2020 was a unique year for statewide ballot measures. Here are 12 ballot measure-related stories from 2020 that either never happened before or hadn’t happened in a very long time.

  1. Ballot measure campaign finance records were set nationally and in four states: California, Illinois, Massachusetts, and Alaska.
  2. Gig economy policies appeared on a statewide ballot for the first time.
  3. Voters passed measures to enact a legal psilocybin mushroom program and drug decriminalization for all drugs for the first time.
  4. Legislators (rather than an initiative signature petition) put a marijuana legalization measure on the ballot for the first time.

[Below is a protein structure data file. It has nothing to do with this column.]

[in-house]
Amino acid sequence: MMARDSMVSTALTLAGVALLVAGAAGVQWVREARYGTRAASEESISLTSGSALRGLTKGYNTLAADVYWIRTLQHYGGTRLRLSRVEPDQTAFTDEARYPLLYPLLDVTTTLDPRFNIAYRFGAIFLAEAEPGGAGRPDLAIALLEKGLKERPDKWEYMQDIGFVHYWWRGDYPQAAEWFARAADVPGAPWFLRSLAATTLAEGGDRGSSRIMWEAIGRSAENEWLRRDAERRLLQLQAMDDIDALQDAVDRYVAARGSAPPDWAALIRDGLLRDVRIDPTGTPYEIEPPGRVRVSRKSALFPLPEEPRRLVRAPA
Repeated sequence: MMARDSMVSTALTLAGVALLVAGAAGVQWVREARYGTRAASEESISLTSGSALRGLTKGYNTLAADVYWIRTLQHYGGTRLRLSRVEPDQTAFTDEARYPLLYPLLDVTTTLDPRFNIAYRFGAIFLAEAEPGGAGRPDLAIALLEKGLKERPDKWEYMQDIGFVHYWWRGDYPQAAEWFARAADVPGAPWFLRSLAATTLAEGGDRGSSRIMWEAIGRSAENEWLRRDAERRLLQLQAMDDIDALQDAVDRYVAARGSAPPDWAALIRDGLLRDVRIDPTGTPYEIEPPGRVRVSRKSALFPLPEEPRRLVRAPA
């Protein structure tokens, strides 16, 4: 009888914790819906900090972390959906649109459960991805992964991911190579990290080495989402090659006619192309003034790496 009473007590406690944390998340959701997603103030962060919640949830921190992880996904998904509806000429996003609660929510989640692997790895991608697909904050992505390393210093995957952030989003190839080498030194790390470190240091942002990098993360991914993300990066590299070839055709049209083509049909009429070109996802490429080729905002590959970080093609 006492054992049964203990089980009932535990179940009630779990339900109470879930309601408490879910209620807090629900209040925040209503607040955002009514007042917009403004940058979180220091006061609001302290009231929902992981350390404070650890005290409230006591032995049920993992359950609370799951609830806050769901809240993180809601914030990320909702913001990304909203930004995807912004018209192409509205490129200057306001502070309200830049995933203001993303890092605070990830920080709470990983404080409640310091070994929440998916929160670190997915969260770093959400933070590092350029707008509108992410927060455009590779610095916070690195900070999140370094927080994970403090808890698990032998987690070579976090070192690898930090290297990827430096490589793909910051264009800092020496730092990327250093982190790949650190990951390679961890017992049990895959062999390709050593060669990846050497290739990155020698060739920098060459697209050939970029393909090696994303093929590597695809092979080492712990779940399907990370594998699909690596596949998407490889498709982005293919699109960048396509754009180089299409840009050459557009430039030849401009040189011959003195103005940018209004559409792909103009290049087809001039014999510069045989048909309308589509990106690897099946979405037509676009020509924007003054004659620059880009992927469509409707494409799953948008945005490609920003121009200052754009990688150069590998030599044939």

5. Voters decided the first-ever ballot measure on a state-run paid sick and parental leave program.
  6. A state adopted top-four primaries for the first time.
  7. Voters decided a statewide measure proposing a $15 per hour minimum wage for the first time.
  8. Voters, rather than legislators, decided to add their state to the National Popular Vote Interstate Compact.
  9. Statewide initiatives qualified for the ballot through electronic signature petition drives for the first time.
  10. The first measure was referred to the ballot for Louisiana’s December election since at least 1974.
  11. The first constitutional amendments of local applicability were put on the statewide Alabama ballot according to a 2016 process change.
  12. Voters approved the first ballot initiative to reintroduce wolves.


Recall efforts in 2020 rose by nearly 50% compared to 2019